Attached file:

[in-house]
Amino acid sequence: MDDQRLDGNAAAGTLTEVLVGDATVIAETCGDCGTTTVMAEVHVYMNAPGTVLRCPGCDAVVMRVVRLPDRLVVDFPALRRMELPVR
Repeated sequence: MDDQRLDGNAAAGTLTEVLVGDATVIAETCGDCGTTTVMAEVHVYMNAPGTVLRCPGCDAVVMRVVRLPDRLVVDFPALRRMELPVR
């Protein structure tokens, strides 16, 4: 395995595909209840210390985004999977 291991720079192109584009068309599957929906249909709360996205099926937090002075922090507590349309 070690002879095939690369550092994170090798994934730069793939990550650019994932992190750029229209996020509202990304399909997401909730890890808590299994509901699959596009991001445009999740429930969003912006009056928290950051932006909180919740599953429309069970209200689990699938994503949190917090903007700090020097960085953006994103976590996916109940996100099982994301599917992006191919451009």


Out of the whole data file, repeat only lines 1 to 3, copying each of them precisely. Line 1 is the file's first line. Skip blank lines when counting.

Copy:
[in-house]
Amino acid sequence: MDDQRLDGNAAAGTLTEVLVGDATVIAETCGDCGTTTVMAEVHVYMNAPGTVLRCPGCDAVVMRVVRLPDRLVVDFPALRRMELPVR
Repeated sequence: MDDQRLDGNAAAGTLTEVLVGDATVIAETCGDCGTTTVMAEVHVYMNAPGTVLRCPGCDAVVMRVVRLPDRLVVDFPALRRMELPVR